Wow, what a journey! It’s hard to believe that GSoC is coming to an end. This project has taken quite a few twists and turns, which I will attempt to lead you through here, but ultimately I think it has all come together into a product that will be useful for anyone in the astronomical community who is planning an observation.
Looking back on the proposal to Google Summer of Code, our original plan was to build “a simple API for retrieving signal-to-noise estimates for an arbitrary astronomical observation” – in other words, we wanted to create something which could simulate an observation given a celestial object and some telescope specifications, then return a signal to noise ratio one could expect from such an exposure. I’m happy to say that we have succeeded, though not exactly in the way we had originally imagined.
In the beginning we had envisioned this functionality taking the form of a whole new package called
telescopy, but it quickly became clear that a good chunk of the work behind this already existed as an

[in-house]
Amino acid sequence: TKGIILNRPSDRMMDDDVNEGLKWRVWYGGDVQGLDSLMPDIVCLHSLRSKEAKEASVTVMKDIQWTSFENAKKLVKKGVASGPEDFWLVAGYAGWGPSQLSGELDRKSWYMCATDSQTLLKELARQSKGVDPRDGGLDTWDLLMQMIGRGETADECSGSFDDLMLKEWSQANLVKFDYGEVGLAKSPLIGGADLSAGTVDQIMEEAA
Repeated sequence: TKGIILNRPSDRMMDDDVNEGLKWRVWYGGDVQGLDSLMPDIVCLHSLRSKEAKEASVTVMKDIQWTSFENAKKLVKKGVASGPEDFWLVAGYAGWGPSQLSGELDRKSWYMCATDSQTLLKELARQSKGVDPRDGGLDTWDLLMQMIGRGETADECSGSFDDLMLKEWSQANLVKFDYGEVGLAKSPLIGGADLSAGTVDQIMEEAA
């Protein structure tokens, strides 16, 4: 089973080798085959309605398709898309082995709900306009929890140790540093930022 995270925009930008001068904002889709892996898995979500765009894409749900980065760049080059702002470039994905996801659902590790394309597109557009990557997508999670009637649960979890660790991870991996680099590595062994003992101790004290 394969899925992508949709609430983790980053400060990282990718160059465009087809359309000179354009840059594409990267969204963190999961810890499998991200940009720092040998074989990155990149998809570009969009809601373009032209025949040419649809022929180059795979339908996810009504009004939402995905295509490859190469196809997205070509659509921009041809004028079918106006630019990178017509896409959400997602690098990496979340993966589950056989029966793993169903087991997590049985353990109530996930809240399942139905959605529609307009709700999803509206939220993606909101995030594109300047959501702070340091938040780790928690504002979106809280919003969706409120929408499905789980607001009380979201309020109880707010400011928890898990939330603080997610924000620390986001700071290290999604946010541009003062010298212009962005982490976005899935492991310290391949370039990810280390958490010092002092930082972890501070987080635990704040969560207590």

astropy affiliated package called
synphot. Specifically, synphot provided the means to create the synthetic photometry we needed to evaluate the expected count rate of an observation, and therefore the exposure time/signal to noise.
Much of the first half of GSoC therefore revolved around unveiling what exactly we could use from synphot and what more we needed to code. To do this, we decided that I would write a suite of Jupyter tutorials showing how to use synphot to obtain a count rate, signal to noise ratio (SNR), and exposure time for a few example observations, which can be seen at the following links: